11. The sun is very weak. I could be out in it and my skin wasn’t frying instantly. Maybe that’s why the same temperature here feels much warmer in PNG.
  12. Thunderstorms are rather pathetic, umbrellas actually keep you dry, and even better, because houses aren’t built with tin roofs, you can actually carry on a conversation when it rains!
  13. We get junk mail! Actually, we get mail at all!!
  14. There is wifi on airplanes and on roads and in cities!
  15. No one stares at you when you walk down a street. They seem to think you look normal and are doing a normal thing.
    I don't attract an audience here!
  16. The sun bizarrely stays light until 9 or 10 pm…and dusk lasts for hours! (PNG is 12 hours of light—from 6am to 6 pm, and it varies about 15-20 min from “summer” to “winter”).
  17. Store aisles are incredibly wide, well lit, and the floors are so clean, you could have a meal on them.
  18. Spices are spicy, and cling wrap clings. I can’t tell you how exciting that is.
  19. Seat belts work. There are seat belts in the first place.
  20. We’re not going to talk about the incredible thing that is a grocery store. Or clothing store. We’re just going to revel in it.
Look at the size of those buildings! And all the modern boats! (Auckland, NZ)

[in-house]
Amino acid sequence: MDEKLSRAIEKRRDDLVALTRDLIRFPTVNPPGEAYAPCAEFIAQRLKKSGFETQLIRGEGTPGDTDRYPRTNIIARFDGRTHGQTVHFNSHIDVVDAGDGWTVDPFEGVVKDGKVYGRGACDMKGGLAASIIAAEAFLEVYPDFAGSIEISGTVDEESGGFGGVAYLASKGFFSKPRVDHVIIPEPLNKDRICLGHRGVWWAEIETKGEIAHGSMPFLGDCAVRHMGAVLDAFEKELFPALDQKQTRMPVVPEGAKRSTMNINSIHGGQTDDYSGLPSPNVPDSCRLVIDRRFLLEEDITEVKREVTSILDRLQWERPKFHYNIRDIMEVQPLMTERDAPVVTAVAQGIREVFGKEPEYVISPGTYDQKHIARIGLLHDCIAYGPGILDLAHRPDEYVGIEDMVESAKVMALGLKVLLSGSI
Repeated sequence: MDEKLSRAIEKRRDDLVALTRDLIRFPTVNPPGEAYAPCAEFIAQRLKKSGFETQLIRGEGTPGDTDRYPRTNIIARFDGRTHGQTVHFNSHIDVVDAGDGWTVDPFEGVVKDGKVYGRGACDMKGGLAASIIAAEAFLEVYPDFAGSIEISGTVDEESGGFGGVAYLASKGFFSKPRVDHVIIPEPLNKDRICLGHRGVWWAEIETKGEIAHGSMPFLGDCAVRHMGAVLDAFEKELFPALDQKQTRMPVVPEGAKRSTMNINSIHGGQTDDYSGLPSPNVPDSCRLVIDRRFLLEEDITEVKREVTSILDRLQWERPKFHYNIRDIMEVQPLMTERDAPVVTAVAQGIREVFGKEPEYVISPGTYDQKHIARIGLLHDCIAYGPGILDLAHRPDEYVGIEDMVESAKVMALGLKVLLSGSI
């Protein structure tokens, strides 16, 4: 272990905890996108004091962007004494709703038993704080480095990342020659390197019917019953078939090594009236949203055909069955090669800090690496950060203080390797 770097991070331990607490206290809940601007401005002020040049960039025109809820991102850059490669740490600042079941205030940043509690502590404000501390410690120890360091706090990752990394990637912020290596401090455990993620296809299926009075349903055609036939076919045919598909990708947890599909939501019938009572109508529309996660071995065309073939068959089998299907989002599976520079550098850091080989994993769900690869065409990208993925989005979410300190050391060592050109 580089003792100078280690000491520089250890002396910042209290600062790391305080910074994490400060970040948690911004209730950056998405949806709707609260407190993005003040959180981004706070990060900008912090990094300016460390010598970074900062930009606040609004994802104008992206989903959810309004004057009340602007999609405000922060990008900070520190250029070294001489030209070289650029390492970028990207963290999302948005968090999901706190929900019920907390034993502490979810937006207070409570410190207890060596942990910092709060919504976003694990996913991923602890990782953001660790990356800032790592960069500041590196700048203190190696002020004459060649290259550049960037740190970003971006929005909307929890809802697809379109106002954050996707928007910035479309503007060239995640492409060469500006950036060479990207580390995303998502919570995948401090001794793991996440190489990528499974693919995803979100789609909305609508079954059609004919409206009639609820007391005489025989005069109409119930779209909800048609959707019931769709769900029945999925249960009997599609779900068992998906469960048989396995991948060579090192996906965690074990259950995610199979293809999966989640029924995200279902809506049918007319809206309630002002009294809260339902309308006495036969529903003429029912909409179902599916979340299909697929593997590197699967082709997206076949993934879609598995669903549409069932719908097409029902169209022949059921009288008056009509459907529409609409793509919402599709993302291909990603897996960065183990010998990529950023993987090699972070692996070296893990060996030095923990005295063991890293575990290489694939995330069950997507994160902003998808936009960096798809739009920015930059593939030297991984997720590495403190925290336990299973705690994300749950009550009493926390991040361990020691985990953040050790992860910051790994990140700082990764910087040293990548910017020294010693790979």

When I started making the list, I found I couldn't stop at 20! So check back next week for yet another 20 bizarre and awesome qualities of first world life.

Sunday, May 22, 2016

Beans for Bible Translation!

I am a tea drinker, not a coffee drinker. While I can manage to choke down a cup of java to be social (an important skill for both living in a Papua New Guinean village and for sitting down with American church missions committees), not even spending my college years rooming with a passionate barista convinced my tastebuds to crave this bean-water.

But in mountains of the Papua New Guinea (PNG), coffee growing and production is a vital part of industry, and for the Kamano-Kafe translation team, it’s a critical pillar of support for Bible translation!

In 2010, the Kamano-Kafe translation team faced challenges of rising costs everywhere, including transportation, which meant some members were unable to attend team checking sessions. Rich, their team advisor, started wondering if they could save the money they spent on buying ground coffee for their daily coffee break by processing and roasting the coffee beans themselves.